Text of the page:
When Colorado high school offensive lineman Joey O'Connor sent out game tape all over the country before his junior season, Penn State was one of the first colleges that got back to him.
It wasn't with the answer he wanted to hear.
"They said, 'We don't usually recruit 500 miles outside of Penn State,'' O'Connor said. "I was like, 'Wow. That kind of stinks.' I was a little upset.''
Instead of giving up, though, O'Connor kept trying to get the Nittany Lions to notice him.
O'Connor's response to the Penn State reply that so disappointed him was to send a highlight tape to University Park. This time, he was met with more enthusiasm, which included a visit from Lion assistant coach Bill Kenney and a scholarship offer.
O'Connor returned the favor by heading to Happy Valley with his coach, Chris Jones, this past weekend for the Lions' senior camp, and, on Wednesday, the 6-foot-4, 285-pound four-star prospect ranked just outside ESPN's national top 100 gave Penn State its 11th verbal commitment for the class of 2012.
"At first, I was telling everybody I was going to keep my options open and wait it out for my decision,'' O'Connor said. "But Penn State was always at the top of my list, and I was hoping when I went out there it was what I thought it was going to be. ... Right when I stepped on campus, I thought, 'This is where I want to be. This is where I want to go.'
"I fell in love with it. It was just incredible.''
O'Connor had about a dozen scholarship offers, choosing Penn State over Utah, South Carolina, Tennessee and UCLA.
O'Connor is the third recruit to pick the Lions in the space of five days, joining defensive tackles Derek Dowrey of Virginia and Austin Johnson of New Jersey. He is the third offensive lineman to pledge to Penn State: Ohio's Anthony Stanko and suburban Philadelphia's J.J. Denman committed earlier. Recruits Brian Gaia from Maryland and Jarron Jones from New York also are considered possibilities to wind up on the offensive line, but they are being brought in initially on the defensive side.
A couple of other offensive linemen Penn State was recruiting - Boyertown's Chris Muller and Tennessee's Blake Bars - surprised some by choosing Rutgers and Michigan, respectively, in the last week. In addition, defensive lineman Julian Pinnix-Odrick, the half-brother of former Lion standout Jared Odrick, committed to Rutgers on Wednesday.
O'Connor should help ease at least some of the pain Lion fans may have felt as a result of the Muller and Bars losses. Already a three-year starter at Windsor High School, a medium-sized school in northern Colorado about an hour from Denver and 45 minutes from Cheyenne, Wyo., O'Connor was a first-team all-state pick last season and the Tri-Valley Conference player of the year; it was the first time in conference history an offensive lineman had won that award.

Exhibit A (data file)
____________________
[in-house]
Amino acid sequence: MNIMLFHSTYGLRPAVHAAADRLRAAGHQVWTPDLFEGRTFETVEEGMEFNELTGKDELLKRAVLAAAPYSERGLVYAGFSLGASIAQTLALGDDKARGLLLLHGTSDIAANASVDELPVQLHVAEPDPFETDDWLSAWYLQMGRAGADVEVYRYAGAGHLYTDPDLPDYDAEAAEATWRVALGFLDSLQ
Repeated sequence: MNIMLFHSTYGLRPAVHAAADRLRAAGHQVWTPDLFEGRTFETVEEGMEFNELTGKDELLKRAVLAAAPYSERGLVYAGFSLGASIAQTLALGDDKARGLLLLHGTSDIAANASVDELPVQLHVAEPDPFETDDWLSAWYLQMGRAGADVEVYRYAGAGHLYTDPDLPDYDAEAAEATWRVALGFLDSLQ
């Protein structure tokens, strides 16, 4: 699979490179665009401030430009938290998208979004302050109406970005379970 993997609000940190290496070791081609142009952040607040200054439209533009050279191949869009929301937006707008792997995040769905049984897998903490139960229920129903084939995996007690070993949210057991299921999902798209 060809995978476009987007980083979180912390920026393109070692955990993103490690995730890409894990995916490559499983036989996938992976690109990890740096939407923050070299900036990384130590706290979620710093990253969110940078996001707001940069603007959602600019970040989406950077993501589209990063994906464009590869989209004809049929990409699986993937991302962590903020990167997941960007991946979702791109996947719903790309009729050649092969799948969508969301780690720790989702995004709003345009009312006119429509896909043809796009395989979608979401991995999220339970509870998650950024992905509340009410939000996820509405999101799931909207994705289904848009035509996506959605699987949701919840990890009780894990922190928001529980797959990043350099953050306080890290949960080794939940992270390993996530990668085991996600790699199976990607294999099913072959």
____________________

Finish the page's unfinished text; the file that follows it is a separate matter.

O'Connor uses the strength of his 390-pound bench press and 615-pound squat to bully defenders. His highlight tape shows footage of him blocking opposing players 15 yards downfield or completely off the screen.
The Wizards have made it to the state semifinals the last two years. Windsor runs the flexbone offense, and Jones said 2,200 of the team's 2,800 rushing yards in 2010 came by following O'Connor at left tackle.
"He plays to the whistle, and he feels it's his job to protect those guys behind him,'' said Jones, a transplanted New Jerseyite from the same high school as former Nittany Lion football players Greg Buttle and Doug Strang. "He wants to keep his guy off of their backs and, possibly, a second guy, as well. And he takes it personally if he doesn't do that job.''
O'Connor likes to spend his free time lifting weights, hunting, fishing or working with his father restoring a 1956 Chevrolet he inherited from his grandfather. He plans to major in criminal justice.
O'Connor didn't begin playing football until seventh grade. He actually spent 11 years playing hockey as a defenseman following the Boston Bruins with dreams of being the next Rob Blake or Ray Bourque instead of the next Mark Munchack.
"I never watched college football until my sophomore year in high school,'' O'Connor said. "It's going to be a huge culture shock. Playing in my little town is nothing compared to what playing in Beaver Stadium is.''
O'Connor said Penn State originally looked at him as a guard or center in college, but, after working him out over the weekend, thinks he has a shot to play on the outside of the line.
Penn State got good news on the men's basketball front Wednesday as well, as new coach Patrick Chambers reportedly landed his first recruit in 6-foot-3 Massachusetts guard Akosa Maduegbunam. Maduegbunam also was looking at Temple, Drexel, New Hampshire and Iona.